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Dennis Hingsberg

amount of light from bounce on 6x6 ?

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I'm on a super budget and will need to carefully select the lights I will be renting for an upcoming film shoot.


The scenes take place in a dark no-natural light location so I plan to create some light shafts coming in through some background windows using hazer and tight focused light beams, then use muslin (or possibly other bounce or shoot-through) as a soft key.


What I'm wondering is what kind of photometrics I can expect from bouncing into the muslin depending on what lights I decide to go with? Obviously distance is a factor, but I'm looking for even some approximations so I know where to start. The rest I can scrim down, dim, or use distance to help me get to where I want to be.


Anyone have any footcandle approximations using a 2k tungsten or 575w HMI, or 1.2kW HMI at 10, 20 or 30 feet away? bounced or shoot-through?


Cheers, thanks,




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Stephen Murphy and Ed Moore did some tests with different diffusion materials and how many stops you have to compensate in order to get the same exposure as without the diffusion.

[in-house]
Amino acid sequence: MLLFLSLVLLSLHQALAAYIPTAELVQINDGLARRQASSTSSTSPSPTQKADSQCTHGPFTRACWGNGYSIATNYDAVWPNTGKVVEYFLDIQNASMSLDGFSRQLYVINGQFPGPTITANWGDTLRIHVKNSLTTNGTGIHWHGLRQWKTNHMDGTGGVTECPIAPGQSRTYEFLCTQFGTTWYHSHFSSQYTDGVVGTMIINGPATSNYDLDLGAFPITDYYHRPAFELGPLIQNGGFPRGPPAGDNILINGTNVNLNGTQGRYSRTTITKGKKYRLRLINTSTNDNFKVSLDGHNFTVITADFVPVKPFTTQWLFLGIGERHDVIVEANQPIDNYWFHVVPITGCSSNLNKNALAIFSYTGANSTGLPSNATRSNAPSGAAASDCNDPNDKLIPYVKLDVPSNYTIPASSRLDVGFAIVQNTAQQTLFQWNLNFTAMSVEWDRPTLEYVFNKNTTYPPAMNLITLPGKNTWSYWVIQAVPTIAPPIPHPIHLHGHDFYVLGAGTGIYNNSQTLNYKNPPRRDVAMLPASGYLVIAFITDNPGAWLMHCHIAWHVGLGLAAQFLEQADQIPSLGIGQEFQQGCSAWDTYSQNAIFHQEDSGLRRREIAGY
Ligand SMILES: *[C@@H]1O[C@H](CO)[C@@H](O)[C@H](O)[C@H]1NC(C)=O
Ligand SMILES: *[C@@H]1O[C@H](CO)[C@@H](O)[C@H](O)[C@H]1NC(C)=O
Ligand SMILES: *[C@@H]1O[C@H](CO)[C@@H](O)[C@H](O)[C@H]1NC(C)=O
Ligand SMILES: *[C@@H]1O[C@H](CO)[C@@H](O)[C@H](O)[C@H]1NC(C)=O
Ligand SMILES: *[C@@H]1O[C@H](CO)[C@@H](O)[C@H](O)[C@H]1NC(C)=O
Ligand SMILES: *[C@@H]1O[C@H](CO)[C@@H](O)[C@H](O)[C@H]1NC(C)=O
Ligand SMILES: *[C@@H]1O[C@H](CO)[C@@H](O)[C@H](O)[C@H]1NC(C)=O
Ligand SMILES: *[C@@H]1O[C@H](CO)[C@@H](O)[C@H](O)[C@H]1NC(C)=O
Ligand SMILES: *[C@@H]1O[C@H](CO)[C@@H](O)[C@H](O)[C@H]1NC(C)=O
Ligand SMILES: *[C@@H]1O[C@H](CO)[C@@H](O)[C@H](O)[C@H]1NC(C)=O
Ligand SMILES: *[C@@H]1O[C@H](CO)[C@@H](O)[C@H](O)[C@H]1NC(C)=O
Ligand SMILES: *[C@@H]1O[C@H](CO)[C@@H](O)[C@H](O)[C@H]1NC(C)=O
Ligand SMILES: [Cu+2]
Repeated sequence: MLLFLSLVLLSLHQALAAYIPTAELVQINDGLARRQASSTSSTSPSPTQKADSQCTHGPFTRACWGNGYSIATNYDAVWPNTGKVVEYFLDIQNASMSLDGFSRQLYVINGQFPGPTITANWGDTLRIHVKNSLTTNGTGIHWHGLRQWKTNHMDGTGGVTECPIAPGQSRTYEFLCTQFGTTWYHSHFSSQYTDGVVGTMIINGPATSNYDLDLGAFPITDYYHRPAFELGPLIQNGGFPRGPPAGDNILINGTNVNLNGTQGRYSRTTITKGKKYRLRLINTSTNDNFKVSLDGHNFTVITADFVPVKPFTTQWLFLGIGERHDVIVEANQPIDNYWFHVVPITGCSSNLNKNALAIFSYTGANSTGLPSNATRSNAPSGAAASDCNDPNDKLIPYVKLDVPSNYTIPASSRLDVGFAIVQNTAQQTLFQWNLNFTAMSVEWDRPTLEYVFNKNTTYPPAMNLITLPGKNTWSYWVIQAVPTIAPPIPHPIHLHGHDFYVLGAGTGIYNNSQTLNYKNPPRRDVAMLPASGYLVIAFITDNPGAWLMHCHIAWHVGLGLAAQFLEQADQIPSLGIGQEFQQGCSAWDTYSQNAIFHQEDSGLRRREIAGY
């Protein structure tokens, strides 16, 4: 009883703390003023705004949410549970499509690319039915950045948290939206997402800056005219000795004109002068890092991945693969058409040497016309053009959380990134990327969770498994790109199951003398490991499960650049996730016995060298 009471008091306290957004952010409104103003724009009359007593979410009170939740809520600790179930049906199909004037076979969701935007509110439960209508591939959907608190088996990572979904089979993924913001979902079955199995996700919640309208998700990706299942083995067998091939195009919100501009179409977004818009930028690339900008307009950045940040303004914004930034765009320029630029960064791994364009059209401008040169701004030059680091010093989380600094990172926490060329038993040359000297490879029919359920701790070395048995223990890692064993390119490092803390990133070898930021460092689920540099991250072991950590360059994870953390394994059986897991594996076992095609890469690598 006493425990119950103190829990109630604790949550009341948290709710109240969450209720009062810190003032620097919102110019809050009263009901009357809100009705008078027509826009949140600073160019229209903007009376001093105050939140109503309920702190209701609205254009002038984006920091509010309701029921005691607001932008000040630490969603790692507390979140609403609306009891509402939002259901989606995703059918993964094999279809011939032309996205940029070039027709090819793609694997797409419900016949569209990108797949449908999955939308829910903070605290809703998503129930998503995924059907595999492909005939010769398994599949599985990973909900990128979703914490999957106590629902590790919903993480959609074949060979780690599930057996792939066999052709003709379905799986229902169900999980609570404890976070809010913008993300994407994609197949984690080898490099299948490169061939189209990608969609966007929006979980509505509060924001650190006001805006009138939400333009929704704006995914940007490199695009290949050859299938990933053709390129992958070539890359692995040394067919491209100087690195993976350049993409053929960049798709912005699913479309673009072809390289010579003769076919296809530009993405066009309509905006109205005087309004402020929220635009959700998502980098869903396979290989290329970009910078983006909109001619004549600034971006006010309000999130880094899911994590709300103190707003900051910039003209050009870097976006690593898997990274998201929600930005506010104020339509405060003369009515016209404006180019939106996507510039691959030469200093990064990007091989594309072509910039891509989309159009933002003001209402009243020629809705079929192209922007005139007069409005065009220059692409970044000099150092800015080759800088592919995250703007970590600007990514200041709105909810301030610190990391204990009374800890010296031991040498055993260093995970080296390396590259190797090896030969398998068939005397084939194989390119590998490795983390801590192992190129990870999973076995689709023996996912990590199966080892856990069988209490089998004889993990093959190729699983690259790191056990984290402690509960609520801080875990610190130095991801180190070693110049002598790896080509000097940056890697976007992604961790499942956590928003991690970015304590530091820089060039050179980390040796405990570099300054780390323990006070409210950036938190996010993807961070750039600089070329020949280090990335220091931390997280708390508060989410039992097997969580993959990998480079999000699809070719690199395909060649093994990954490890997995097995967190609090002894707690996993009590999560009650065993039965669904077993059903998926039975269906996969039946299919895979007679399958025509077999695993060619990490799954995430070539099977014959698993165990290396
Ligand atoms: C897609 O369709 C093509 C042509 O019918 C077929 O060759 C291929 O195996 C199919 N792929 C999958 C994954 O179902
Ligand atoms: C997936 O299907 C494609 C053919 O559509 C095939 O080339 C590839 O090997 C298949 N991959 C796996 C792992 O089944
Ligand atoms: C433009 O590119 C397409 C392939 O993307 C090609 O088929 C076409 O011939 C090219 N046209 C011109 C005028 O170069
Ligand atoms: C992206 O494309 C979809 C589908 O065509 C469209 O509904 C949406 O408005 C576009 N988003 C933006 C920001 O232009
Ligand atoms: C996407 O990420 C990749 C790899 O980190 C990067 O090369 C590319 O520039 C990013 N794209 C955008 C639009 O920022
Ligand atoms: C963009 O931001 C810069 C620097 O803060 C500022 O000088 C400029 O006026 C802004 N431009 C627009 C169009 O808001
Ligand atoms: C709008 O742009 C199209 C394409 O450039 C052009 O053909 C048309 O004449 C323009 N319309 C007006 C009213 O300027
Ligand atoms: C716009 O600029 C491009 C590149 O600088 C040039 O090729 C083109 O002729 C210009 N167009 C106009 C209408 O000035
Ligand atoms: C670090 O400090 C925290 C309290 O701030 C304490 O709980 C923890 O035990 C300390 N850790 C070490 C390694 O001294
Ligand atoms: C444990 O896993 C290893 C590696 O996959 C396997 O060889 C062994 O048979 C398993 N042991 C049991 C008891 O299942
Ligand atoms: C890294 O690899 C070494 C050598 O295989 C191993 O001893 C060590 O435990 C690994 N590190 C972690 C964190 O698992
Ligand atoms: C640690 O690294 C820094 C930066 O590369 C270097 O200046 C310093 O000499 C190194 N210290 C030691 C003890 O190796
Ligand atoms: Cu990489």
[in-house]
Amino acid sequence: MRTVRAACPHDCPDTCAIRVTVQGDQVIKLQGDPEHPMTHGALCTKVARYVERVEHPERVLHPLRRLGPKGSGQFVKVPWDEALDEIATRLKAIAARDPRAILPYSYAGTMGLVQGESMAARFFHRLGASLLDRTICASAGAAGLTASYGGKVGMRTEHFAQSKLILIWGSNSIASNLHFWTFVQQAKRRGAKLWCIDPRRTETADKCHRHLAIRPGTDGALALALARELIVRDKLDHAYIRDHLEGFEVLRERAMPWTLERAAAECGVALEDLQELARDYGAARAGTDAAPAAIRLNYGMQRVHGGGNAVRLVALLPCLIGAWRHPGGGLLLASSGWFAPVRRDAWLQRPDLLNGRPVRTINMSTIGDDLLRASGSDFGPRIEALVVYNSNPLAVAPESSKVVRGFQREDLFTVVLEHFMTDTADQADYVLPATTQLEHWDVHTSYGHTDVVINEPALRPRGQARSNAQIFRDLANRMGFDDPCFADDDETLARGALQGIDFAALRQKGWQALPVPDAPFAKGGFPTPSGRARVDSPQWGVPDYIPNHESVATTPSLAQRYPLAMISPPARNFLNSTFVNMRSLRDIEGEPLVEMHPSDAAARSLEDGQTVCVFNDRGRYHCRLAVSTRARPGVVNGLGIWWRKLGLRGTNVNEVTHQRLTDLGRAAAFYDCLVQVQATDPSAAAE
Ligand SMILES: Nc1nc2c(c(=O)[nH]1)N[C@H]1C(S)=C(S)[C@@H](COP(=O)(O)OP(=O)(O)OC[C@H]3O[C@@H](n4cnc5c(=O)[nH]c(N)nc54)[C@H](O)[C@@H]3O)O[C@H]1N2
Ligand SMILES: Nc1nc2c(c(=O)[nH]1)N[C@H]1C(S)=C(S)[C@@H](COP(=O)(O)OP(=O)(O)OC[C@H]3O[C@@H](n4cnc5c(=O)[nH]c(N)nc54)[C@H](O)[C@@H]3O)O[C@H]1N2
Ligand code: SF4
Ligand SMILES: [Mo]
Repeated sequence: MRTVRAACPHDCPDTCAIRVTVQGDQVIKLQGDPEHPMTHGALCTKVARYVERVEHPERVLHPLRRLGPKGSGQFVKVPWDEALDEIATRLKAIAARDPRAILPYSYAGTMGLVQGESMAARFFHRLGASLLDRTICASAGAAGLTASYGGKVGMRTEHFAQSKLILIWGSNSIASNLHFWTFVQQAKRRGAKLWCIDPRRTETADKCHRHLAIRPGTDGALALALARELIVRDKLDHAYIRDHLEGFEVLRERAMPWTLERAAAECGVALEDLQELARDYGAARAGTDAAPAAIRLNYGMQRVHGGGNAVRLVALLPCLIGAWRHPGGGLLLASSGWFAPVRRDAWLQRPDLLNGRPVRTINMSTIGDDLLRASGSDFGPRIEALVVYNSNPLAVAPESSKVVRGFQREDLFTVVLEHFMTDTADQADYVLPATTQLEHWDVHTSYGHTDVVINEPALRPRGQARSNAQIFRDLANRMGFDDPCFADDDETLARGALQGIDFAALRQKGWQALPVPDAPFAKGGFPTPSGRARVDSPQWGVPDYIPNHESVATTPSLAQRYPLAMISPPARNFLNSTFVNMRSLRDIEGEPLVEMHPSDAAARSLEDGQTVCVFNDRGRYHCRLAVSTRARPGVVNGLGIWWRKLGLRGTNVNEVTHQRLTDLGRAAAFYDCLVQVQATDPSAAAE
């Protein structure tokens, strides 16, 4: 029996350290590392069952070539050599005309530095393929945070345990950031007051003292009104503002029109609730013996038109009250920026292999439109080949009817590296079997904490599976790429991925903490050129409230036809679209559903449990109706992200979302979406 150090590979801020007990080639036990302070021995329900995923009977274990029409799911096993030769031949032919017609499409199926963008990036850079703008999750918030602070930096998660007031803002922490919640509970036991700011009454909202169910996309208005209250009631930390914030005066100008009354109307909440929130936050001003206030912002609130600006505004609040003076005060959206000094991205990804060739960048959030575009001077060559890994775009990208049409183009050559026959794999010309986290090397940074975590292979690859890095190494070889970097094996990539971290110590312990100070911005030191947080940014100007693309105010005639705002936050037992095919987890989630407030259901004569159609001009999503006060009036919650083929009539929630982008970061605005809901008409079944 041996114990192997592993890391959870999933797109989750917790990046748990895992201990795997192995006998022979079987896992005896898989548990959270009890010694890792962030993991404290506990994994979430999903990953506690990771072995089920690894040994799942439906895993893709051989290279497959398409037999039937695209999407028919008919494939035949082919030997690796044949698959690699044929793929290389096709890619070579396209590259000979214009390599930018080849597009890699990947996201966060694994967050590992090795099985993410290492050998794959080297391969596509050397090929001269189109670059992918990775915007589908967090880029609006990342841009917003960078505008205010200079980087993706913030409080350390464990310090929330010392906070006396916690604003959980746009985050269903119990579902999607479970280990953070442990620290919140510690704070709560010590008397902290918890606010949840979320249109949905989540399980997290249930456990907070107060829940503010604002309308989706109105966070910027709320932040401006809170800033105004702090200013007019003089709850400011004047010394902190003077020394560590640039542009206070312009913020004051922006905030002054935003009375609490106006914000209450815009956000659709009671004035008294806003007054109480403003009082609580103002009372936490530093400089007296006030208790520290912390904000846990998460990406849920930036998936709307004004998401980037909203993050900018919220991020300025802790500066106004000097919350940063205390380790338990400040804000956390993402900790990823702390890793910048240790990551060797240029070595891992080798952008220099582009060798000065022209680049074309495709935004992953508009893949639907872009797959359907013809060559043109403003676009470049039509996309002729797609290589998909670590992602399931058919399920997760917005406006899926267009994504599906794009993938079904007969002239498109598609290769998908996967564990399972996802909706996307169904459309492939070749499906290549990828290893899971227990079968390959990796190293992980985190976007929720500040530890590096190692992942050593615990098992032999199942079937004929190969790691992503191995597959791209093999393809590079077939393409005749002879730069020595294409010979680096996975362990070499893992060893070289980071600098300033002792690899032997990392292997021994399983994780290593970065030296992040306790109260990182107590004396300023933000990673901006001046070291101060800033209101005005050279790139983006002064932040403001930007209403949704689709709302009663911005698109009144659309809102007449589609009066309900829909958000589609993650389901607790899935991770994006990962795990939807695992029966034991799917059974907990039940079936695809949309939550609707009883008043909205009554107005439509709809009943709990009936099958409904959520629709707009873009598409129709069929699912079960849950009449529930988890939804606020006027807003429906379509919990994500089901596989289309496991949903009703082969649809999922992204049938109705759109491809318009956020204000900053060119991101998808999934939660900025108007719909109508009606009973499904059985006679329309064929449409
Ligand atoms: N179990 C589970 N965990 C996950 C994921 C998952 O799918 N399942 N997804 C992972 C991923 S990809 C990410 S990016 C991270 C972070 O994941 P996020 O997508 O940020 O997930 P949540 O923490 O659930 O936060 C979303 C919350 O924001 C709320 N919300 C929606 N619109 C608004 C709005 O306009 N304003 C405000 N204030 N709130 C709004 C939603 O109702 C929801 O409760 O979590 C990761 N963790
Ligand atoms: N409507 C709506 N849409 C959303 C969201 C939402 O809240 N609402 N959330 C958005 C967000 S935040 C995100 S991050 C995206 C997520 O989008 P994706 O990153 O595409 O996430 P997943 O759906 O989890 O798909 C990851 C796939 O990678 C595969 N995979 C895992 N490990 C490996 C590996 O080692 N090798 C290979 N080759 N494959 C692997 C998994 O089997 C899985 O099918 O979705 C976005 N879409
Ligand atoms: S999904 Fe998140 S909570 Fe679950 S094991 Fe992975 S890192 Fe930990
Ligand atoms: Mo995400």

At this site there is also a vimeo link to the video they made. I hope it helps you a little bit :)



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Thanks Daniel.,


Looks like a great fabric shootout that gives some idea of the exposure differences between fabrics. I was hoping for some data on bounce, but shoot through is also good to have. I'll have to ask them what f/stop they shot with and if any ND's. It would reveal a lot more about the photometric data and more specifically the loss of light transmission from the light source itself to the subject.

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My own testing continues,


Today I bounced a 575w 19 degree Source 4 on 4x4 bleached muslin at about a 45 degree angle from 6 feet away. At 7 feet from the muslin I measured 15 foot-candles. The direct light hitting the muslin measured 1920 foot-candles. This is equivalent to 7 stops of light loss.


15 foot-candles is enough to give you between f2 and f4 if shooting between 800 and 1250 ISO.


Anyone else feel these values are accurate?

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